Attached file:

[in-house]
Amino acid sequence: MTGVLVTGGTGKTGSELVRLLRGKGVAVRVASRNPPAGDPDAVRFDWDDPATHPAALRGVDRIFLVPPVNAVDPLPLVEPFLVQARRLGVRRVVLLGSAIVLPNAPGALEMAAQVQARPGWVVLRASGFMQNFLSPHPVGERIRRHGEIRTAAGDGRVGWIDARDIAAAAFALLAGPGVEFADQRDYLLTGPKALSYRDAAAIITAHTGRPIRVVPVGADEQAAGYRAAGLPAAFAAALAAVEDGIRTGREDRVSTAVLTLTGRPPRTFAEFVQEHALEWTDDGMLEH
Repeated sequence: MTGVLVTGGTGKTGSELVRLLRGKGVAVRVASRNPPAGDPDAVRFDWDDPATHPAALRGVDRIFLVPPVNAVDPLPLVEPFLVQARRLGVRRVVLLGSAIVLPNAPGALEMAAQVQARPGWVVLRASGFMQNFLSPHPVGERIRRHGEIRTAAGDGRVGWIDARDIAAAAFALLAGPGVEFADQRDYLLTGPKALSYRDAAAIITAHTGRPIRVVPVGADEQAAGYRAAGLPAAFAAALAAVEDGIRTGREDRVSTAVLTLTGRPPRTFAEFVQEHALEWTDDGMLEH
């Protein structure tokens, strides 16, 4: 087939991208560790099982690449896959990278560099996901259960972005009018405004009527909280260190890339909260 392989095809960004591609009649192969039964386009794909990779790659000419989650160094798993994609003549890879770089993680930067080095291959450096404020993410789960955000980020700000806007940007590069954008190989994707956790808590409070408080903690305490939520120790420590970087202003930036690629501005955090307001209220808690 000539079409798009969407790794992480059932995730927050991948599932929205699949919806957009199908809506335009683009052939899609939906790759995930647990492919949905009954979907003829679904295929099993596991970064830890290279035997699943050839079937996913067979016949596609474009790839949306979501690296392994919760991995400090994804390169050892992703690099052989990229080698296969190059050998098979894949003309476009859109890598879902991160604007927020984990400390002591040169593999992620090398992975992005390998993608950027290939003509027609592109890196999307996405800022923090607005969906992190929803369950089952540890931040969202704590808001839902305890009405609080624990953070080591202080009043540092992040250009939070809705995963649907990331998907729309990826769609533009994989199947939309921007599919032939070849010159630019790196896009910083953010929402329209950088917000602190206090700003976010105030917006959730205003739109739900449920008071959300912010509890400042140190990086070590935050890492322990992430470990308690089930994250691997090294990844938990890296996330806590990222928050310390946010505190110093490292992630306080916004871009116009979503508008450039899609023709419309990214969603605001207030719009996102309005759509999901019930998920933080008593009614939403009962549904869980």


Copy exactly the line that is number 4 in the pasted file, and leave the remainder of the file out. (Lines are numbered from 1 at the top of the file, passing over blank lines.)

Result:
């Protein structure tokens, strides 16, 4: 087939991208560790099982690449896959990278560099996901259960972005009018405004009527909280260190890339909260 392989095809960004591609009649192969039964386009794909990779790659000419989650160094798993994609003549890879770089993680930067080095291959450096404020993410789960955000980020700000806007940007590069954008190989994707956790808590409070408080903690305490939520120790420590970087202003930036690629501005955090307001209220808690 000539079409798009969407790794992480059932995730927050991948599932929205699949919806957009199908809506335009683009052939899609939906790759995930647990492919949905009954979907003829679904295929099993596991970064830890290279035997699943050839079937996913067979016949596609474009790839949306979501690296392994919760991995400090994804390169050892992703690099052989990229080698296969190059050998098979894949003309476009859109890598879902991160604007927020984990400390002591040169593999992620090398992975992005390998993608950027290939003509027609592109890196999307996405800022923090607005969906992190929803369950089952540890931040969202704590808001839902305890009405609080624990953070080591202080009043540092992040250009939070809705995963649907990331998907729309990826769609533009994989199947939309921007599919032939070849010159630019790196896009910083953010929402329209950088917000602190206090700003976010105030917006959730205003739109739900449920008071959300912010509890400042140190990086070590935050890492322990992430470990308690089930994250691997090294990844938990890296996330806590990222928050310390946010505190110093490292992630306080916004871009116009979503508008450039899609023709419309990214969603605001207030719009996102309005759509999901019930998920933080008593009614939403009962549904869980």